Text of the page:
Tinkering with Social Touch Technology

Angelika H. Mader*, Judith Weda, Edwin Christian Dertien, Jan B.F. van Erp

*Corresponding author for this work

Research output: Contribution to journalArticleAcademicpeer-review

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Abstract

Social touch technology, haptic technology to mediate social touch interactions, potentially contributes to reducing negative effects of skin hunger and social isolation. This field is developing and while there are a number of prototypes, few became products and less persisted in the market today. Viable social touch technology is essential for research on social touch and it has an unexplored market potential. Making prototypes and evaluating them is the approach of generating knowledge in Research through Design (RtD). In RtD, researchers investigate the speculative future, probing on what the world could and should be, leaving the exact method of designing prototypes open. One possible method is tinkering, characterized by a playful and creative exploration. Tinkering environments, however, need a careful design of toolkits and setting. In this study, we report on the toolkit and setup we used for a tinkering-based teaching unit on social touch technology, held within an introductory course of an Interaction Technology master program, and describe the resulting prototypes. With a qualitative analysis of the results, we consider the teaching unit as a success, w.r.t. the diversity of the concepts developed. Tinkering is well-known as a playful method for education in Science, Technology, Engineering, and Maths, aiming at school children and high school students. It is not yet established as a design method in itself, and not considered as element of an academic skill set. Here, we argue that tinkering is a valuable design method in the context of social touch technology, and that it has a place in the design approaches within an academic setting. In a further step, we also want to include experts from other domains in the design process, such as psychologists or fashion designers. For that end, we suggest expanding a current toolkit for wearable technology with concepts from the teaching unit, more scaffolding tools, a variety of tactile actuators, and a software tool that allow for (re)configuring designs rather than programing them.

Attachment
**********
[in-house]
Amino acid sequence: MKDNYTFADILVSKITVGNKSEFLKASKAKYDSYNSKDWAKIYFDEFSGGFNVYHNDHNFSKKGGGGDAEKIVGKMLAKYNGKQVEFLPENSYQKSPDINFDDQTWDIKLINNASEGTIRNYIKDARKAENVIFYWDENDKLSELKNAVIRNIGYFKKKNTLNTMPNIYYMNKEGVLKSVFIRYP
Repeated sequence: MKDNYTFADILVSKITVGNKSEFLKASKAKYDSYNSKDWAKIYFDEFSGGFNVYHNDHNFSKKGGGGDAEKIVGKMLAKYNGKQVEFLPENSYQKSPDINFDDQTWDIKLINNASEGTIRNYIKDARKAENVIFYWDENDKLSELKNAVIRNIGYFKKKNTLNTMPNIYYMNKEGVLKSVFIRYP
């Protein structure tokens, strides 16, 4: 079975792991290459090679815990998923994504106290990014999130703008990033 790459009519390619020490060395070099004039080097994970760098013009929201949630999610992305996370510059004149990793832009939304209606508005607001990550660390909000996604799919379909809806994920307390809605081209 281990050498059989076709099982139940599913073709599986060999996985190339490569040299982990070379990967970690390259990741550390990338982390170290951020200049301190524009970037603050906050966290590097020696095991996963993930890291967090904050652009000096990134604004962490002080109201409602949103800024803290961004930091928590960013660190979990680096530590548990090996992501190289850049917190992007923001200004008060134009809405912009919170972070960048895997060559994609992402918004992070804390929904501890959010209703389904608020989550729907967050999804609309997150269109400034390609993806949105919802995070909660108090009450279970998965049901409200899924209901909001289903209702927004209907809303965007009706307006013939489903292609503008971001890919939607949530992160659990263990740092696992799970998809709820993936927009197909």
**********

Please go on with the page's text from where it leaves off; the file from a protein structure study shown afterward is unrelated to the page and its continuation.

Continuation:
Original languageEnglish
Article number848023
JournalFrontiers of Computer Science
Volume5
DOIs
Publication statusPublished - 20 Jul 2023

Keywords

  • social touch technology
  • tinkering
  • toolkit design
  • Research through design

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